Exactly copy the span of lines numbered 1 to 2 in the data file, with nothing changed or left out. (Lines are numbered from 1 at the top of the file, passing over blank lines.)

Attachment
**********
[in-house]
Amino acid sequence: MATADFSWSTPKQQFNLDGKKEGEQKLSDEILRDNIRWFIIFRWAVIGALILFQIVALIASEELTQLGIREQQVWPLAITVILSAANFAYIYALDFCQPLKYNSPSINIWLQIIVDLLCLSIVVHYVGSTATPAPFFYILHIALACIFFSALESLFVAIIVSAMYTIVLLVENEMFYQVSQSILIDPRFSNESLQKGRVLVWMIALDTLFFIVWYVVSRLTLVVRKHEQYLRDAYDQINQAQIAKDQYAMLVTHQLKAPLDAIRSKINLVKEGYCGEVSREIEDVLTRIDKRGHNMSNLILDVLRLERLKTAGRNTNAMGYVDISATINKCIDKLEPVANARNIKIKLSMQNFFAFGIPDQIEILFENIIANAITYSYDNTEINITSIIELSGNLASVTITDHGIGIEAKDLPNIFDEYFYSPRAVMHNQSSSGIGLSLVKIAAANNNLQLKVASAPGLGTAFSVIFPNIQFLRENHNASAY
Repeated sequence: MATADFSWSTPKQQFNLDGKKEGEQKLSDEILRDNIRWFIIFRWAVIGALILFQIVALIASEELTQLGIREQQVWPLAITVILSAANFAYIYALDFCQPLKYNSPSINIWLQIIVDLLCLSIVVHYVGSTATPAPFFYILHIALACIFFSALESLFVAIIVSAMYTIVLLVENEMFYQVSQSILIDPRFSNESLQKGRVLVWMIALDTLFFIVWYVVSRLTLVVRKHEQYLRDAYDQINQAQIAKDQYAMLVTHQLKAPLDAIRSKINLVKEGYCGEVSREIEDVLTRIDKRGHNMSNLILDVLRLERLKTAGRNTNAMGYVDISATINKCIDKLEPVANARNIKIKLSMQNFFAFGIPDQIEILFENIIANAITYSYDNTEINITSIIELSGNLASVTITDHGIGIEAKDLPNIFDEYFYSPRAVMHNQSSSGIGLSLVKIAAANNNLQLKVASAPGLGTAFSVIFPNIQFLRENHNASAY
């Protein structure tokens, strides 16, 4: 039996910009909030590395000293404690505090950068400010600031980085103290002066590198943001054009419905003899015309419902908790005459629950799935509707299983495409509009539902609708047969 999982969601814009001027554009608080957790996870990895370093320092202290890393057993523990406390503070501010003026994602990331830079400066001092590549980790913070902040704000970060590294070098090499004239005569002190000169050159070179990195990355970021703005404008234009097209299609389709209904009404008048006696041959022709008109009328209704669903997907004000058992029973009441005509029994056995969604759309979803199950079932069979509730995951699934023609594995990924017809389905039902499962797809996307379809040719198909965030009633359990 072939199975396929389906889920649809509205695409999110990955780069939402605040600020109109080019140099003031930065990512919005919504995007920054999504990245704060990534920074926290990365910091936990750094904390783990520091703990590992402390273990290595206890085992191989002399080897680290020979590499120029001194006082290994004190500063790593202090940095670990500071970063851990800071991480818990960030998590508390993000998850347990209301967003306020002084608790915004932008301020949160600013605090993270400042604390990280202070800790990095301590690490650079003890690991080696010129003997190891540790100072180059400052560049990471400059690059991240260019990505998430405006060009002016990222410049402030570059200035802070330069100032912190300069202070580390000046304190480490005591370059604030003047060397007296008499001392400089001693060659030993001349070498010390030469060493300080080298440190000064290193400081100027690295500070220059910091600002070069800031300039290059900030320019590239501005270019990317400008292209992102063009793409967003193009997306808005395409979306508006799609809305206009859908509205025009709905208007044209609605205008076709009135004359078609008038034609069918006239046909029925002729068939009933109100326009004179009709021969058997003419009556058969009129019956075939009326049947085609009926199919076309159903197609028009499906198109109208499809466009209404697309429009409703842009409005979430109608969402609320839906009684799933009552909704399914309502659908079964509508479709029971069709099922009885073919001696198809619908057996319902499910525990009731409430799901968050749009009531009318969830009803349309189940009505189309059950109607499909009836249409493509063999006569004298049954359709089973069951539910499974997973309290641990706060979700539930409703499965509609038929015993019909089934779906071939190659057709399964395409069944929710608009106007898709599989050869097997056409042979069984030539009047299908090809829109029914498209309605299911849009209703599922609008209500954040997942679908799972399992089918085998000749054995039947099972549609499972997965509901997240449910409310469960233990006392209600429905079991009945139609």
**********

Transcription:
[in-house]
Amino acid sequence: MATADFSWSTPKQQFNLDGKKEGEQKLSDEILRDNIRWFIIFRWAVIGALILFQIVALIASEELTQLGIREQQVWPLAITVILSAANFAYIYALDFCQPLKYNSPSINIWLQIIVDLLCLSIVVHYVGSTATPAPFFYILHIALACIFFSALESLFVAIIVSAMYTIVLLVENEMFYQVSQSILIDPRFSNESLQKGRVLVWMIALDTLFFIVWYVVSRLTLVVRKHEQYLRDAYDQINQAQIAKDQYAMLVTHQLKAPLDAIRSKINLVKEGYCGEVSREIEDVLTRIDKRGHNMSNLILDVLRLERLKTAGRNTNAMGYVDISATINKCIDKLEPVANARNIKIKLSMQNFFAFGIPDQIEILFENIIANAITYSYDNTEINITSIIELSGNLASVTITDHGIGIEAKDLPNIFDEYFYSPRAVMHNQSSSGIGLSLVKIAAANNNLQLKVASAPGLGTAFSVIFPNIQFLRENHNASAY